Try Math Journals in Your Classroom

This course for K-6 educators explores the power of student reflective journals in building students’ mathematical knowledge and practices.


5-30 hours

A journal for each student in your classroom.
Module 2 | Getting Started – Launching Journals

2.1 - Module Goals

In this module, you will:

  • Examine the features and purposes of mathematics journals in more depth
  • Make a plan to launch math journals in your classroom

2.2 - Read “Getting Started”

To help you get started with journals, we’ve created two Getting Started documents: one for grades K & 1 (where students are just beginning to write and read), and one for grades 2-5. Read the document for your grade level and note down what you find interesting. If you are a K-1 teacher, you may also find it useful to review briefly the upper grades document, to know where reflective journals are expected to progress over time. When you have finished reading, take a few minutes to reflect on:

  • What benefits you want your students to experience by using reflective mathematics journals
  • Anything you found especially interesting or surprising

(For teams, follow individual writing with discussion.)

2.3 - Develop a Launch Plan

Three questions to consider as you plan to launch journals are:

How Will You Introduce Journals?

We recommend that you start (for Grades 2 and above) by showing students the journal samples from the Textbook Journal Examples for their grade level (see Module 1) and asking students what they notice and find interesting. Students are likely to enjoy figuring out what other students have learned.

We also recommend viewing the 3 brief videos of students talking about their journals and choose one or more to share with your students:

Have your class chat about what the students in the video said. How did journals help these students?

Journals are best suited to lessons in which students build new knowledge, such as problem-solving lessons (see our Teaching Through Problem-solving section for more details). As you explore journals, you may want to use them initially just for lessons where new knowledge is built, such as problem-solving lessons. Teachers often find that students enjoy problem-solving lessons and ask for more, leading to increased use of Teaching Through Problem-solving and mathematics journals over time.

How Will You Get Students Excited about Using Their Journals?

Many students will enjoy starting a journal where they can record and revisit their ideas and look back on what they have learned.  Giving students time to personalize the journal cover may deepen their sense of ownership, and so may hearing stories about journals that you or others have found valuable.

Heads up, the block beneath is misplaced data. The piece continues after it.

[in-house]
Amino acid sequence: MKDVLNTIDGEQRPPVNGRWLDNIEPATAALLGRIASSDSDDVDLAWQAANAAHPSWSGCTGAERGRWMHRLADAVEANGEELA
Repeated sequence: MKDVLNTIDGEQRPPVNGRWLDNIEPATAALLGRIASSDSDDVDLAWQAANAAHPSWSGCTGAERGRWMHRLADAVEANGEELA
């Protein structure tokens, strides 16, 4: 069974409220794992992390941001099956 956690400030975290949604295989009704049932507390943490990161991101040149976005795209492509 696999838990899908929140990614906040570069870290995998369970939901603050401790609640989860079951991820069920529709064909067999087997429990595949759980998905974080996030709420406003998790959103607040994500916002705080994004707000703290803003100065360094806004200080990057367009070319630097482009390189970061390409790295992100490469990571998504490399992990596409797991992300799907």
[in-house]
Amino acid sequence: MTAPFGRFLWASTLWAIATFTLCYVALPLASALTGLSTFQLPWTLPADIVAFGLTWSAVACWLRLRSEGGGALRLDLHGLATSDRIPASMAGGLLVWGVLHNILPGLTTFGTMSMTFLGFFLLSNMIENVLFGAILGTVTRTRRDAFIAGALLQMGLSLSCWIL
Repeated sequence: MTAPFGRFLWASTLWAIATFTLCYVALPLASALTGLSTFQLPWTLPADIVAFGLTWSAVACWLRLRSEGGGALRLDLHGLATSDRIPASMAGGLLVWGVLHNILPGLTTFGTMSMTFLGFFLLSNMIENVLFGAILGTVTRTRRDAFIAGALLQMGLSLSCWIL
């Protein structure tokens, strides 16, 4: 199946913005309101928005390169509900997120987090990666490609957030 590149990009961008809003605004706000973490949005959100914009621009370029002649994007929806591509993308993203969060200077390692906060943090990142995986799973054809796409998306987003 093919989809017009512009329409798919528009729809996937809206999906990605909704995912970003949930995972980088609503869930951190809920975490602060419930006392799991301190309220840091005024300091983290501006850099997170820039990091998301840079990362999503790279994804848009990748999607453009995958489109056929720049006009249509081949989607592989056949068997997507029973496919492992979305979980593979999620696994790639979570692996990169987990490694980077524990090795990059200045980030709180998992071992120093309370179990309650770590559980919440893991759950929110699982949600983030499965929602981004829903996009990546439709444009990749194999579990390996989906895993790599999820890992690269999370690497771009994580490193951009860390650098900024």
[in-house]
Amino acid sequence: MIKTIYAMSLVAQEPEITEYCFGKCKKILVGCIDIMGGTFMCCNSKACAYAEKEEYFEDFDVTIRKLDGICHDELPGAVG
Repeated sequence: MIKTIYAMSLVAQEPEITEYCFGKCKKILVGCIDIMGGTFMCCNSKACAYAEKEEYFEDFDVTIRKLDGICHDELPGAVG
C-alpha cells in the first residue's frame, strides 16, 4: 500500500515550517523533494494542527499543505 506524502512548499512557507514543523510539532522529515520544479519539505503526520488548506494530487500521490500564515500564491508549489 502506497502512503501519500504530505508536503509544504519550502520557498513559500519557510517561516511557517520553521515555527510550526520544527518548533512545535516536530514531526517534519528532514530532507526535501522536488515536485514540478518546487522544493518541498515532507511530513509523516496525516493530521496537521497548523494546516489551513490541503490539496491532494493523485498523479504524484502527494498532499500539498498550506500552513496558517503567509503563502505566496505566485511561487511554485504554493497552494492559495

Watch the two videos below to hear how a Kindergarten teacher and a 4th/5th grade teacher introduce math journals to their students.

What Journal Elements Will You Start With?

Ultimately, all elements of the journal are interrelated and important. Students’ reflections make the most sense when we can also see the problem, their solution strategy, and the other elements of the journal. However, if your students are young or your time is limited, you can start with some journal elements first.  You may want to pass out a copy of the problem for students to paste in their journals, and to have students reflect verbally (rather than in writing) at first. At minimum, we suggest that your initial plan for launching journals includes:

  • Looking at student journal entries each time they make them and leaving comments–even if it is simply a happy-face with your initials
  • Using student journal entries from the prior lesson to begin the next math lesson, so that students see the power of their ideas to shape the next mathematics learning

We recommend that you do not grade journals. Correcting poorly-written numerals is important feedback, along with circling mistakes and questioning or correcting them. However, grading journals is likely to undermine students’ willingness to write authentically about their challenges and confusions. Many teachers are used to providing extensive individual feedback in language arts journals; for reflective mathematics journals, feedback to students can be woven into instruction itself, as students use their journals to present their work to the class, and as teachers select journals to begin the next day’s lesson. 

2.4 - Review Your Plan

If working individually, take a few minutes to consider challenges that you may encounter when you introduce math journals. What strategies might you use to address these challenges?

If working with colleagues, share your journal launch plans with each other, along with any challenges you anticipate. Note down any ideas from colleagues that you might find useful in your classroom.

2.5 - Pre-Work for Module 3

  • Introduce journals in your class and use them for at least 4 lessons
  • Bring your whole class set of student journals to the next session
  • Keep notes on the classroom context of  introducing journals–for example, how you introduced them, student reactions, lesson contexts, student journal reflections shared at the beginning of the next lesson (if any), particular challenges or successes